[Beowulf] Fwd: warewulf - cannot log into nodes

Duke Nguyen duke.lists at gmx.com
Fri Nov 30 01:43:51 PST 2012


On 11/30/12 12:12 AM, Gus Correa wrote:
> On 11/29/2012 06:35 AM, Duke Nguyen wrote:
>> On 11/29/12 5:52 PM, Duke Nguyen wrote:
>>> On 11/28/12 1:56 AM, Gus Correa wrote:
>>>> On 11/27/2012 01:52 PM, Gus Correa wrote:
>>>>> On 11/27/2012 02:14 AM, Duke Nguyen wrote:
>>>>>> On 11/27/12 1:44 PM, Christopher Samuel wrote:
>>>>>>> -----BEGIN PGP SIGNED MESSAGE-----
>>>>>>> Hash: SHA1
>>>>>>>
>>>>>>> On 27/11/12 15:51, Duke Nguyen wrote:
>>>>>>>
>>>>>>>> Thanks! Yes, I am trying to get the system work with
>>>>>>>> Torque/Maui/OpenMPI now.
>>>>>>> Make sure you build Open-MPI with support for Torques TM interface,
>>>>>>> that will save you a lot of hassle as it means mpiexec/mpirun will
>>>>>>> find out directly from Torque what nodes and processors have been
>>>>>>> allocated for the job.
>>>>>> Christopher, how would I check that? I got Torque/Maui/OpenMPI up,
>>>>>> working with root (not with normal user yet :( !!!), tried mpirun
>>>>>> and it
>>>>>> worked fine:
>>>>>>
>>>> PS - Do 'qsub myjob' as a regular user, not as root.
>>>>
>>>>>> # /usr/lib64/openmpi/bin/mpirun -pernode --hostfile
>>>>>> /home/mpiwulf/.openmpihostfile /home/mpiwulf/test/mpihello
>>>>>> Hello world! I am process number: 3 on host node0118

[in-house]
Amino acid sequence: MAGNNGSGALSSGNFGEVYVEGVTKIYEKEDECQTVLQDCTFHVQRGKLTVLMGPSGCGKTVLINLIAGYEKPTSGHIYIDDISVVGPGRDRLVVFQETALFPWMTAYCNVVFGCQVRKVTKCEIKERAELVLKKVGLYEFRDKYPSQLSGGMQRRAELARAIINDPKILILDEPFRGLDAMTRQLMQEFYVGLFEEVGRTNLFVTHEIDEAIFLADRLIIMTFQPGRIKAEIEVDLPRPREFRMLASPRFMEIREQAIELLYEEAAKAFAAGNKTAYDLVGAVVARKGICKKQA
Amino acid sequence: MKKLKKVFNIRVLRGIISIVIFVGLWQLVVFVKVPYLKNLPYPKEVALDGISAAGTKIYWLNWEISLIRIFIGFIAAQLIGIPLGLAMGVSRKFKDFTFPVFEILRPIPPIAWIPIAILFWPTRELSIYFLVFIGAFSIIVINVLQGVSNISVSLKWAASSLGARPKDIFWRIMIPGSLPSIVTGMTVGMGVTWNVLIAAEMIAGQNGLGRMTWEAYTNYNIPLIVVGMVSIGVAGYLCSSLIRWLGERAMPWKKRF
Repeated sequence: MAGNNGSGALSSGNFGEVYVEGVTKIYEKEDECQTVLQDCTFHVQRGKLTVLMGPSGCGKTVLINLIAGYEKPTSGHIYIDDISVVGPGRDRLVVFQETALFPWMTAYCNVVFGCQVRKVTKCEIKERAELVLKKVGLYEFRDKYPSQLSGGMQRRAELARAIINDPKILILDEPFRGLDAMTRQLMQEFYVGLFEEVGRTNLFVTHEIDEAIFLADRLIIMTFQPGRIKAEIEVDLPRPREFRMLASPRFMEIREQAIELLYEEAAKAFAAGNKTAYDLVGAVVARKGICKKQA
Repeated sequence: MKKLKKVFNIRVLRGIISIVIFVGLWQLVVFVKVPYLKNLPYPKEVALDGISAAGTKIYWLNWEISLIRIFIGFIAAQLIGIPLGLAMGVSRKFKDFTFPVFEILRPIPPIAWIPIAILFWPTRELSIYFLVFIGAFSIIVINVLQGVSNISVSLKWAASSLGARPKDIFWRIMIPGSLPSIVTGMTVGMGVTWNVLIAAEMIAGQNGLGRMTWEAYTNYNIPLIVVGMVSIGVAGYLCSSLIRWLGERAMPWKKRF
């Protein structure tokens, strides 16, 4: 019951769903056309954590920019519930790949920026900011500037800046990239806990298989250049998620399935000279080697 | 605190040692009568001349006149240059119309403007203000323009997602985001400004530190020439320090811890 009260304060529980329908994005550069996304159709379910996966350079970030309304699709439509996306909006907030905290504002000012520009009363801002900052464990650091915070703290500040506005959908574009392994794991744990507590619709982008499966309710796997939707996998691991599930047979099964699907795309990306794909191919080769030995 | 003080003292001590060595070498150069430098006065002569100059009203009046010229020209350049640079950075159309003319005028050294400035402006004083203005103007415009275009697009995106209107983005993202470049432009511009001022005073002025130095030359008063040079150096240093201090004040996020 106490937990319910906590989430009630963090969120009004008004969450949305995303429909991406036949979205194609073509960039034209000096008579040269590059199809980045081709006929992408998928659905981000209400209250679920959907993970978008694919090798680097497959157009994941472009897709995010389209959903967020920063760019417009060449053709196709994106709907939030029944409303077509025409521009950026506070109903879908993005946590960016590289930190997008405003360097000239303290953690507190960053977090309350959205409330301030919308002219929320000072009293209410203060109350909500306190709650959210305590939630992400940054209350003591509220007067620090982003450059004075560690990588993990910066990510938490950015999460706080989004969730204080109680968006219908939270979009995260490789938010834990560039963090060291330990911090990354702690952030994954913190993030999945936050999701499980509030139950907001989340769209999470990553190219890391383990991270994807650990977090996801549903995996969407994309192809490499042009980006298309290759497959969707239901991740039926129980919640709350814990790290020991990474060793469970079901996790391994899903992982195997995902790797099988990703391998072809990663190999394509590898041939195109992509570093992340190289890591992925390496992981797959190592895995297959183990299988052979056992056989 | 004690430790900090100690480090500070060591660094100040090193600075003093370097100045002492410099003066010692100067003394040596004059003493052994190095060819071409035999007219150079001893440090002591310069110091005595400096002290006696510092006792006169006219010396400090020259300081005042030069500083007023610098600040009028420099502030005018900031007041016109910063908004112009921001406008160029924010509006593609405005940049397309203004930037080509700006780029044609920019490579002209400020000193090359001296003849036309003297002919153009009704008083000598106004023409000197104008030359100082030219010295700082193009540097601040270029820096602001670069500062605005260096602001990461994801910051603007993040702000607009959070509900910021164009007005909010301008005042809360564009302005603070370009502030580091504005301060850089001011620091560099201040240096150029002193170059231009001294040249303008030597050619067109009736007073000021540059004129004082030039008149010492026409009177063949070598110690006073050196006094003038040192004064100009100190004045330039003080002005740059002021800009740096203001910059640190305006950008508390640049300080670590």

>>>>>> Hello world! I am process number: 1 on host node0104
>>>>>> Hello world! I am process number: 0 on host node0103
>>>>>> Hello world! I am process number: 2 on host node0117
>>>>>>
>>>>>> Thanks,
>>>>>>
>>>>>> D.
>>>>> D.
>>>>>
>>>>> Try to omit the hostfile from your mpirun command line,
>>>>> put it inside a Torque/PBS script, and submit it with qsub.
>>>>> Like this:
>>>>>
>>>>> *********************************
>>>>> myPBSScript.tcsh
>>>>> *********************************
>>>>> #! /bin/tcsh
>>>>> #PBS -l nodes=2:ppn=8 [Assuming your Torque 'nodes' file has np=8]
>>>>> #PBS -q batch at mycluster.mydomain
>>>>> #PBS -N hello
>>>>> @ NP = `cat $PBS_NODEFILE | wc -l`
>>>>> mpirun -np ${NP} ./mpihello
>>>>> *********************************
>>>>>
>>>>> $ qsub myPBSScript.tcsh
>>>>>
>>>>>
>>>>> If OpenMPI was built with Torque support,
>>>>> the job will run on the nodes/processors allocated by Torque.
>>>>> [The nodes/processors are listed in $PBS_NODEFILE,
>>>>> but you don't need to refer to it in the mpirun line if
>>>>> OpenMPI was built with Torque support. If OpenMPI lacks
>>>>> Torque support, then you can use $PBS_NODEFILE as your hostfile:
>>>>> mpirun -hostfile $PBS_NODEFILE.]
>>>>>
>>>>> If Torque was installed in a standard place, say under /usr,
>>>>> then OpenMPI configure will pick it up automatically.
>>>>> If not in a standard location, then add
>>>>> --with-tm=/torque/directory
>>>>> to the OpenMPI configure line.
>>>>> [./configure --help is your friend!]
>>>>>
>>>>> Another check:
>>>>>
>>>>> $ ompi_info [tons of output that you can grep for "tm" to see
>>>>> if Torque was picked up.]
>>>>>
>>>>>
>>> OK, after a huge headache of torque/maui things, I finally found out
>>> that my master node's system was a mess :D. Multiple version of torque
>>> (via yum and via src etc...) which cause the confuse for different
>>> users logging in (root or normal users) - well, mainly because I
>>> followed different guides on the net. Then I decided to delete
>>> everything related to pbs (torque, maui, openmpi) and start from
>>> scratch. So I built torque rpms for masters/nodes, installed them,
>>> then built maui rpm, installed with support for torque, then built